Steven A. Cook

From the Potomac to the Euphrates

Cook examines developments in the Middle East and their resonance in Washington.

Weekend Reading: Intervention in Syria, Yemen’s National Dialogue, and Options for Bahrain

by Steven A. Cook Friday, August 30, 2013
Abu al-Taib, the leader of Ahbab Al-Mustafa Battalion, demonstrates to female members as he holds a gun during a military training in a mosque in the Seif El Dawla neighbourhood in Aleppo (Muzaffar Salman/Courtesy Reuters). Abu al-Taib, the leader of Ahbab Al-Mustafa Battalion, demonstrates to female members as he holds a gun during a military training in a mosque in the Seif El Dawla neighbourhood in Aleppo (Muzaffar Salman/Courtesy Reuters).

Robin Yassin-Kassab discusses the complexity of the situation in Syria as the US contemplates action against the use of chemical weapons.

Kevin Alexander Davis argues that the national dialogue in Yemen is simply legitimizing the status quo rather than listening to popular demand. Read more »

Turkey and Egypt: When Worlds Collide

by Steven A. Cook Monday, August 26, 2013
Turkey's Prime Minister and leader of ruling Justice and Development Party (AKP) Tayyip Erdogan (R) and former Egyptian President Mohammed Morsi greet the audience during AK Party congress in Ankara (Kayhan Ozer/Courtesy Reuters). Turkey's Prime Minister and leader of ruling Justice and Development Party (AKP) Tayyip Erdogan (R) and former Egyptian President Mohammed Morsi greet the audience during AK Party congress in Ankara (Kayhan Ozer/Courtesy Reuters).

Over this past weekend one of my Economist-devouring, Washington Post-reading, New York Times-gobbling buddies who does not work in the field of foreign affairs asked me, “Hey, what’s up with Erdogan and the Turks?”  I’ve been asked this question so many times this summer by so many people that I have lost count.  It’s been a long summer in Turkey, starting in May with the Gezi Park protests that revealed a depth of anger toward Prime Minister Recep Tayyip Erdogan and the ruling Justice and Development Party (AKP), which seemed to surprise the Turkish leadership.  Then in early August there were the Ergenekon verdicts, which brought to a close a five year investigation and trial in an alleged plot to undermine Erdogan and his government.  The trials may be over (excluding appeals), but the controversy around Ergenekon continues.  In between these two bookends have been the deteriorating situation in Syria, the coup in Egypt, a slowing economy, and the beginning of a peace process with the Kurdistan Workers Party.  The combined pressure of all of the events seems to have gotten to the prime minister who has been bullying domestic critics, engaging in conspiracies about “interest rate lobbies” intent on bringing down the Turkish economy, and generally finger-pointing at everyone but himself for the difficulties Turkey now confronts at home and abroad. Read more »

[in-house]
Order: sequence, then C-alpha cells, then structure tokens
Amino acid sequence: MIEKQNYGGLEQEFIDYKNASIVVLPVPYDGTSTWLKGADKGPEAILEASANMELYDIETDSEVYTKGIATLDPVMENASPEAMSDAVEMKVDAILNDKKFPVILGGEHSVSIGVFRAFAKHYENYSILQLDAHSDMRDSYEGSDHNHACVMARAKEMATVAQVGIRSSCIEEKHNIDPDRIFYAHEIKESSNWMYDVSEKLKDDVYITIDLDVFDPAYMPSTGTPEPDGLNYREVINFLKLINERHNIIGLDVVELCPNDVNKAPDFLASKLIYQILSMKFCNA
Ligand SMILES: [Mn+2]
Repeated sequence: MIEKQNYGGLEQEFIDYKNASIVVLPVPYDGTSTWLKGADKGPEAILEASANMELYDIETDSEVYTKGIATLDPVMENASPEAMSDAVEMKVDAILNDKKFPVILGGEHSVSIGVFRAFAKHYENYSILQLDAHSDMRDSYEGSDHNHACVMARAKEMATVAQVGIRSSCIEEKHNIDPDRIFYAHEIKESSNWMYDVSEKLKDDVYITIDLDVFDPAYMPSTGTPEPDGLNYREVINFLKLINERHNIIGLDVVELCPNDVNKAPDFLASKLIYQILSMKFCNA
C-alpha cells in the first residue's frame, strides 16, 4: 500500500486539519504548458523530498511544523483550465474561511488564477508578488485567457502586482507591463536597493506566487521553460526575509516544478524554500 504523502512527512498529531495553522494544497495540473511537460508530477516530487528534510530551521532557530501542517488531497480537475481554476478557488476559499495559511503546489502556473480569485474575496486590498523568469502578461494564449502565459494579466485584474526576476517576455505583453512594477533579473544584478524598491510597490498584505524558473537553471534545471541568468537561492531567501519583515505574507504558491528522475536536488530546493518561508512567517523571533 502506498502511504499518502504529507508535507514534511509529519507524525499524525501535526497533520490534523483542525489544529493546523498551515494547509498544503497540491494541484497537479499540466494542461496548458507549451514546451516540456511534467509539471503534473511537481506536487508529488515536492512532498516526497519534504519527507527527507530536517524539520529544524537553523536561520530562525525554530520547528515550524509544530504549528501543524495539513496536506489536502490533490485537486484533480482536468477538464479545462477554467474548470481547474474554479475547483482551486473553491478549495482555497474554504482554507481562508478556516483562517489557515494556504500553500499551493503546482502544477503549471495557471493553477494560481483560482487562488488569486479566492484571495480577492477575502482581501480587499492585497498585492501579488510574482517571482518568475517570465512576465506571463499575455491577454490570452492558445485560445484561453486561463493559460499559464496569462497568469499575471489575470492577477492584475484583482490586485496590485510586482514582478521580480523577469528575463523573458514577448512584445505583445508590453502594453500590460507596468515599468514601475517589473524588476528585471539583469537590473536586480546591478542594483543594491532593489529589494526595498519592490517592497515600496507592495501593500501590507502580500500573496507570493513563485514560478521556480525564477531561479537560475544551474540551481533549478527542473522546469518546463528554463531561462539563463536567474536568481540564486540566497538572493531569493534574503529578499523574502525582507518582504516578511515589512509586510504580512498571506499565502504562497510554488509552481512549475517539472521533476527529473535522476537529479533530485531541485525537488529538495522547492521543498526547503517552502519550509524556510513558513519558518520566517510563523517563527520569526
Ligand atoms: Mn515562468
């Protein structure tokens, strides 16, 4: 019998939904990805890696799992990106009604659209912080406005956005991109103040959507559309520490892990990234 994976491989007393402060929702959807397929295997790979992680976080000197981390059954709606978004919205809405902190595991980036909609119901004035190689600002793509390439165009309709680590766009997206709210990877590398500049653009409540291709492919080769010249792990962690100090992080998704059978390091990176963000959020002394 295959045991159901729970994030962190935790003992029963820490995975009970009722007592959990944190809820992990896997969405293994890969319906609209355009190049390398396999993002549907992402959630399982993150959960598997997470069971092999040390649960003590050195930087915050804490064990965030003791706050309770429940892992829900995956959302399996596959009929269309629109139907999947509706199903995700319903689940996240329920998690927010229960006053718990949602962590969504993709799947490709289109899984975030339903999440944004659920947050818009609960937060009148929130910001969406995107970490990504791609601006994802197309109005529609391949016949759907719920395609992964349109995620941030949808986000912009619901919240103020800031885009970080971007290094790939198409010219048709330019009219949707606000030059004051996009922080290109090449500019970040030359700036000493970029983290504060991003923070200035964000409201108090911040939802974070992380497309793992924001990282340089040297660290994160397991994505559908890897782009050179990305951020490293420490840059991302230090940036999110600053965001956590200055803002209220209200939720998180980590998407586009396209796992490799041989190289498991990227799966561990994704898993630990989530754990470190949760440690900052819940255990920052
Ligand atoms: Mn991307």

Egypt by Egyptians: Is This the End of an Era for the Muslim Brotherhood?

by Steven A. Cook Thursday, August 22, 2013
Policemen stand guard inside a room of the al-Fath mosque when supporters of deposed Egyptian President Mohammed Morsi exchanged gunfire with security forces inside the mosque in Cairo (Muhammad Hamed/Courtesy Reuters). Policemen stand guard inside a room of the al-Fath mosque when supporters of deposed Egyptian President Mohammed Morsi exchanged gunfire with security forces inside the mosque in Cairo (Muhammad Hamed/Courtesy Reuters).

Wael Nawara, writing for Al Monitor, discusses the Egyptian interim government’s threat to place the Muslim Brotherhood on the terrorist list, claiming that this could be the end of an era for the organization.

Egypt by Egyptians: Egypt’s False Dichotomies

by Steven A. Cook Wednesday, August 21, 2013
Supporters of deposed Egyptian President Mohammed Morsi shout slogans during a protest outside Al-Fath Mosque in Ramses Square, in Cairo (Youssef Boudlal/Courtesy Reuters). Supporters of deposed Egyptian President Mohammed Morsi shout slogans during a protest outside Al-Fath Mosque in Ramses Square, in Cairo (Youssef Boudlal/Courtesy Reuters).

Rania al Malky, writing on Egypt Monoclecriticizes the false dichotomies of Egypt, arguing that the long-term consequences of the narratives will haunt the country for generations.

Egypt by Egyptians: The Fall of a Revolution–or Can It Be Saved?

by Steven A. Cook Tuesday, August 20, 2013